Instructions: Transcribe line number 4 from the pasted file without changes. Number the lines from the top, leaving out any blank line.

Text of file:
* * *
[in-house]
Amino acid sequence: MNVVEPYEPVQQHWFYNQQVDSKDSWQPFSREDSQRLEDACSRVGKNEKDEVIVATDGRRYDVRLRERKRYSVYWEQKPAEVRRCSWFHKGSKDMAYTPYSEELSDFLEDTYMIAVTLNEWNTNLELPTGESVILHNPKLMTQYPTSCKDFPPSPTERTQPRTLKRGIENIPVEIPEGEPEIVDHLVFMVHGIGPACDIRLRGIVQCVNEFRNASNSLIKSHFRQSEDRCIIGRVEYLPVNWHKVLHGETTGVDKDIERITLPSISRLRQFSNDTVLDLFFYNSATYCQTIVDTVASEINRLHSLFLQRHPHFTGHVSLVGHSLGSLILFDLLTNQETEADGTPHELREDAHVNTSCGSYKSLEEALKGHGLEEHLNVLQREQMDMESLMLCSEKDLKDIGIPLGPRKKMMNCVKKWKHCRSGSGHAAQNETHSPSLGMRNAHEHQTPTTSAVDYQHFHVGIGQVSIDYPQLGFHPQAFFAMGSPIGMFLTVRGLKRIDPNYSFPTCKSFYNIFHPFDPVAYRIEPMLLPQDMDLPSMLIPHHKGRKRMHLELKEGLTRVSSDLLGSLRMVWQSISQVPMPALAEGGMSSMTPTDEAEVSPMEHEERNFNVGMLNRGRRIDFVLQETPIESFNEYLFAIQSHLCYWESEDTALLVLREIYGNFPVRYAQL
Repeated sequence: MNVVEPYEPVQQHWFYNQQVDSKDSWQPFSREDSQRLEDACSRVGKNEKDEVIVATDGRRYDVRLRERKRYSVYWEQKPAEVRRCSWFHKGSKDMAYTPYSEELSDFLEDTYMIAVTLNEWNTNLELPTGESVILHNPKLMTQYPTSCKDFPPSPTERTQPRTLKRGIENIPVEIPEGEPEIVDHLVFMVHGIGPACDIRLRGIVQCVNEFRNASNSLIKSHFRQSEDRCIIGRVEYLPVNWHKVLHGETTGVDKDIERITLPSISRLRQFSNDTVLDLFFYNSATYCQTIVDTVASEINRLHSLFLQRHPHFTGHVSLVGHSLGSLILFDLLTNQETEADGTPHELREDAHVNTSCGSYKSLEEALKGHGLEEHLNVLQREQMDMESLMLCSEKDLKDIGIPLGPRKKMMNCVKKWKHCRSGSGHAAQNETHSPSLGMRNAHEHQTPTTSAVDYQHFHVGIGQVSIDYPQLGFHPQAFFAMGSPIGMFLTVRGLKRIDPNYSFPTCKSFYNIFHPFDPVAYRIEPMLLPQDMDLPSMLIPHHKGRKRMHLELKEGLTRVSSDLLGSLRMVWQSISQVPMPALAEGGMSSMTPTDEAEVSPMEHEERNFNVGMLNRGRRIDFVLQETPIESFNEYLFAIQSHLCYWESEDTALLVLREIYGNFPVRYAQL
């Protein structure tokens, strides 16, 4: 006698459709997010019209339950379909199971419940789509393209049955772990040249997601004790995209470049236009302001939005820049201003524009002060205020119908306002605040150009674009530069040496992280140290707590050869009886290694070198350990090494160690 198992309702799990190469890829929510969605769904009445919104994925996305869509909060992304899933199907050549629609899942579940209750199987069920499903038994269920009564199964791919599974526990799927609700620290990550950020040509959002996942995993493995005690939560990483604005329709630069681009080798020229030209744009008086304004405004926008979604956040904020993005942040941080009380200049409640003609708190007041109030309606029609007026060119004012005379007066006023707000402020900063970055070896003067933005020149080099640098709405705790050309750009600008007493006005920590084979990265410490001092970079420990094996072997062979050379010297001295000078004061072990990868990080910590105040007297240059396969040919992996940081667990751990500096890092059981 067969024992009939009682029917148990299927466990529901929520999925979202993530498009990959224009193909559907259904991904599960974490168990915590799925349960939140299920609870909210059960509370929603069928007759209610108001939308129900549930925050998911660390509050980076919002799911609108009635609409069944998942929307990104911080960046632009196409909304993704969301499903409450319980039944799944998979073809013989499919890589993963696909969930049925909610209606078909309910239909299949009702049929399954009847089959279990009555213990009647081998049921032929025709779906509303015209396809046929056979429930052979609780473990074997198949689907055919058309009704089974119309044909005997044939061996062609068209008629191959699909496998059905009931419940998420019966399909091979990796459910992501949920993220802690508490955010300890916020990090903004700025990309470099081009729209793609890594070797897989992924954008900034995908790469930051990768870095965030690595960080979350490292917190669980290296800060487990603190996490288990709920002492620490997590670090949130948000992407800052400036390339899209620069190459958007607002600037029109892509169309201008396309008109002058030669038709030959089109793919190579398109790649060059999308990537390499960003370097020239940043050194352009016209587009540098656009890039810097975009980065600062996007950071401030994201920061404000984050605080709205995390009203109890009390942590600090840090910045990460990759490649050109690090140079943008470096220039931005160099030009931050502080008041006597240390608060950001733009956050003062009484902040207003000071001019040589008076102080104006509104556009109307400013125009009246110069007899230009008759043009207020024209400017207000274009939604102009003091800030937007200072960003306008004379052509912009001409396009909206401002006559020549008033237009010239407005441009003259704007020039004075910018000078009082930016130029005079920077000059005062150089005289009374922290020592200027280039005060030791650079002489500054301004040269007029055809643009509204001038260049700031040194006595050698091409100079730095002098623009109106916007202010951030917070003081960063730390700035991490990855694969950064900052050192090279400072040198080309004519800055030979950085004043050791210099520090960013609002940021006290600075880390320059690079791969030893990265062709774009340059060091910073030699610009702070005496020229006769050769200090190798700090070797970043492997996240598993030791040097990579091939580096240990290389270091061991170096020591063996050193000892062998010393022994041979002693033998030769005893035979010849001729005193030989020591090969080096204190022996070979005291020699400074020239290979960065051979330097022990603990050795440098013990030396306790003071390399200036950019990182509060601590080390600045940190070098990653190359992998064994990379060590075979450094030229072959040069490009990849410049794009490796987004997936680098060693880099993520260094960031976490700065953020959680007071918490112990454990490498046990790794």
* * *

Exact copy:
């Protein structure tokens, strides 16, 4: 006698459709997010019209339950379909199971419940789509393209049955772990040249997601004790995209470049236009302001939005820049201003524009002060205020119908306002605040150009674009530069040496992280140290707590050869009886290694070198350990090494160690 198992309702799990190469890829929510969605769904009445919104994925996305869509909060992304899933199907050549629609899942579940209750199987069920499903038994269920009564199964791919599974526990799927609700620290990550950020040509959002996942995993493995005690939560990483604005329709630069681009080798020229030209744009008086304004405004926008979604956040904020993005942040941080009380200049409640003609708190007041109030309606029609007026060119004012005379007066006023707000402020900063970055070896003067933005020149080099640098709405705790050309750009600008007493006005920590084979990265410490001092970079420990094996072997062979050379010297001295000078004061072990990868990080910590105040007297240059396969040919992996940081667990751990500096890092059981 067969024992009939009682029917148990299927466990529901929520999925979202993530498009990959224009193909559907259904991904599960974490168990915590799925349960939140299920609870909210059960509370929603069928007759209610108001939308129900549930925050998911660390509050980076919002799911609108009635609409069944998942929307990104911080960046632009196409909304993704969301499903409450319980039944799944998979073809013989499919890589993963696909969930049925909610209606078909309910239909299949009702049929399954009847089959279990009555213990009647081998049921032929025709779906509303015209396809046929056979429930052979609780473990074997198949689907055919058309009704089974119309044909005997044939061996062609068209008629191959699909496998059905009931419940998420019966399909091979990796459910992501949920993220802690508490955010300890916020990090903004700025990309470099081009729209793609890594070797897989992924954008900034995908790469930051990768870095965030690595960080979350490292917190669980290296800060487990603190996490288990709920002492620490997590670090949130948000992407800052400036390339899209620069190459958007607002600037029109892509169309201008396309008109002058030669038709030959089109793919190579398109790649060059999308990537390499960003370097020239940043050194352009016209587009540098656009890039810097975009980065600062996007950071401030994201920061404000984050605080709205995390009203109890009390942590600090840090910045990460990759490649050109690090140079943008470096220039931005160099030009931050502080008041006597240390608060950001733009956050003062009484902040207003000071001019040589008076102080104006509104556009109307400013125009009246110069007899230009008759043009207020024209400017207000274009939604102009003091800030937007200072960003306008004379052509912009001409396009909206401002006559020549008033237009010239407005441009003259704007020039004075910018000078009082930016130029005079920077000059005062150089005289009374922290020592200027280039005060030791650079002489500054301004040269007029055809643009509204001038260049700031040194006595050698091409100079730095002098623009109106916007202010951030917070003081960063730390700035991490990855694969950064900052050192090279400072040198080309004519800055030979950085004043050791210099520090960013609002940021006290600075880390320059690079791969030893990265062709774009340059060091910073030699610009702070005496020229006769050769200090190798700090070797970043492997996240598993030791040097990579091939580096240990290389270091061991170096020591063996050193000892062998010393022994041979002693033998030769005893035979010849001729005193030989020591090969080096204190022996070979005291020699400074020239290979960065051979330097022990603990050795440098013990030396306790003071390399200036950019990182509060601590080390600045940190070098990653190359992998064994990379060590075979450094030229072959040069490009990849410049794009490796987004997936680098060693880099993520260094960031976490700065953020959680007071918490112990454990490498046990790794």